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After helping with the build at a Beaverton business, Jeff Lenosky presented 75 bikes to students Friday.

COURTESY PHOTO: CAN'D AID FOUNDATION - Volunteers assemble children's bicycles at Craft Pour House in Beaverton on Thursday, Sept. 5. The bikes were donated to students at Reedville Elementary School the next day.When first- and second-graders arrived at Reedville Elementary School on Friday morning, Sept. 6, they probably had no idea they would each be taking home a bicycle and safety helmet.

The children's bicycles, assembled by community members during a "bike build" at a Beaverton taphouse, were donated to students at the school as part of a philanthropic partnership.

Craft Pour House, located at 16055 S.W. Regatta Lane in Beaverton's Five Oaks neighborhood, hosted the community build Thursday evening, Sept. 5, in partnership with Can'd Aid Foundation, a Colorado-based nonprofit group that provides bicycles, skateboards and helmets to children in need. Participants were joined by Jeff Lenosky, a professional mountain biker from New Jersey.

"It was great," said Lenosky, who has teamed up with Can'd Aid on community bike builds and donations in the past. "We had a lot of members of the local cycling community come out, which always helps. That's something that we've been trying to do a little more."

Diana Ralston, executive director of Can'd Aid, said everything came together nicely for what was her organization's first event of this type in the Portland area. Craft Pour House stepped up to provide a venue, and Can'd Aid found an ideal donation site in Reedville Elementary — which is a Title 1 school, meaning at least four in 10 students come from what are considered to be low-income households.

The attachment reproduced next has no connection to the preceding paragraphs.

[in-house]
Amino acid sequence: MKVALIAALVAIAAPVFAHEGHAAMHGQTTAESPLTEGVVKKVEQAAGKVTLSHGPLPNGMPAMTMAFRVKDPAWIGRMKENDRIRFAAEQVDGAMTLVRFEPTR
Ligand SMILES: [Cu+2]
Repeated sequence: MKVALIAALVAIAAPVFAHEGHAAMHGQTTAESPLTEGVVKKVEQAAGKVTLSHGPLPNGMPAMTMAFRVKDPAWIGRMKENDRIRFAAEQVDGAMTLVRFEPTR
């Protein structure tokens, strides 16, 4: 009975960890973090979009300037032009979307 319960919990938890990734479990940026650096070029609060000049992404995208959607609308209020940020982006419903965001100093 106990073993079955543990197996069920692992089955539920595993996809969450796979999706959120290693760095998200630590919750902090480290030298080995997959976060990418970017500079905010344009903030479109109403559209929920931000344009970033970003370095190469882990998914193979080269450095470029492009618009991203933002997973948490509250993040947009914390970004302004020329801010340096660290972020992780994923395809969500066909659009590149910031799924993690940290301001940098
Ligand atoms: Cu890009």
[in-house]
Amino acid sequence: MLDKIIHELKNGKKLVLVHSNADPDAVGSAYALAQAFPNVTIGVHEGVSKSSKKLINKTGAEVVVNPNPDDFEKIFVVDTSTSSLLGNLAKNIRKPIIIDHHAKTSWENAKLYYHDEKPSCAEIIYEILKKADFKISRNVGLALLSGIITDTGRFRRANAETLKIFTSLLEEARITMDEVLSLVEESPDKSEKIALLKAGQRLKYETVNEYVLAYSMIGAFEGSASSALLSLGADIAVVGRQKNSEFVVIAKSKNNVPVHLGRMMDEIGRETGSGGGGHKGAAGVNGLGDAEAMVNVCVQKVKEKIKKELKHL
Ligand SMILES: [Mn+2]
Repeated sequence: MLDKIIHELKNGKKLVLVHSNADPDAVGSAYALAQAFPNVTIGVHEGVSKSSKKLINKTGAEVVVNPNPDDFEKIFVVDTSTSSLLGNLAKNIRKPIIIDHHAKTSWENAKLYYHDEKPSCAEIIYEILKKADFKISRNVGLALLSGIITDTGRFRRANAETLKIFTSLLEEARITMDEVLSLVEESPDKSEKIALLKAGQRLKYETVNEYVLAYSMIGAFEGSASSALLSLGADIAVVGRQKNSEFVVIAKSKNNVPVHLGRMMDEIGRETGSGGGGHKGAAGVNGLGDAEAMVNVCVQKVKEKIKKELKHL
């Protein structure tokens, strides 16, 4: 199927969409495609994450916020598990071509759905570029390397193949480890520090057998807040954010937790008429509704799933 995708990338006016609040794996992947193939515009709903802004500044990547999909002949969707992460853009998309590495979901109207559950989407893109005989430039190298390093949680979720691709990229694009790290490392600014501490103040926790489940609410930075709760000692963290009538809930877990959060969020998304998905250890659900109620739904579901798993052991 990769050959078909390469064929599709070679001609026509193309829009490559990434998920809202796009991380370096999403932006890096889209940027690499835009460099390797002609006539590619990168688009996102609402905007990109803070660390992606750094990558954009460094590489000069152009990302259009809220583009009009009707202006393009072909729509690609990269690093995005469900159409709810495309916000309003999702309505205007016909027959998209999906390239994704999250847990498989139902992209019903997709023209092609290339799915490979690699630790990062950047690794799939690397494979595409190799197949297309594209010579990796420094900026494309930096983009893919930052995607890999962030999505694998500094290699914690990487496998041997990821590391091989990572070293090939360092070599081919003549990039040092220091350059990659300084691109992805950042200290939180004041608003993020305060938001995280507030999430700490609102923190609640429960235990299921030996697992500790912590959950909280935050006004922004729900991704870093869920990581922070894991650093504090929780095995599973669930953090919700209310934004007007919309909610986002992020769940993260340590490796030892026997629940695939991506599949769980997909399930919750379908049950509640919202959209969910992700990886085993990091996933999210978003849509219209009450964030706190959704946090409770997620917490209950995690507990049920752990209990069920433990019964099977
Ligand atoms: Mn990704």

"The whole point of doing these community builds is inviting the community out to help us build the bicycles, and then we try to donate them to a school that's really close by," Ralston explained.

The 75 children's bicycles were taken to Reedville Elementary the next morning and presented to students at an assembly.

"It was quite a surprise when we let them know that the bikes that were presented in front of them were theirs, and they were going to get to take one home," Lenosky said. "They were super-excited."COURTESY PHOTO: CAN'D AID FOUNDATION - Jeff Lenosky, a professional cyclist, talks to students at Reedville Elementary School on Friday, Sept. 6, in front of a row of bikes that were donated to the first- and second-grade classes at the school.

"The looks on their faces were priceless," said Berta Lule, principal of Reedville Elementary. "Many of them talked excitedly about wanting to share the bicycle with their siblings, in a true spirit of kindness."

Beth Graser, Hillsboro School District spokeswoman, noted that Reedville students "are among our district's neediest."

"For many of them, a new bicycle of helmet may be out of the realm of possibility," Graser said.

She remarked, "Any time we receive a donation like that, we're extremely grateful and appreciative."

Lenosky provided safety information for students and helped fit them with their safety helmets.

Ralston said Can'd Aid makes sure to include safety helmets when it donates bikes or skateboards in a community. In Oregon, it is illegal for children to ride a bicycle without wearing a helmet.

Can'd Aid sponsors bike builds like the one in Beaverton last week through its Treads + Trails program.

"All of us are very passionate about the outdoors, and about biking in particular," Ralston explained. "It's a nice way to get kids outside and being active."

For more information or to learn how to volunteer, visit the Can'd Aid Foundation's website.COURTESY PHOTO: CAN'D AID FOUNDATION - A Reedville Elementary School student poses for a photo with her new bicycle Friday, Sept. 6.

By Mark Miller
Washington County Editor
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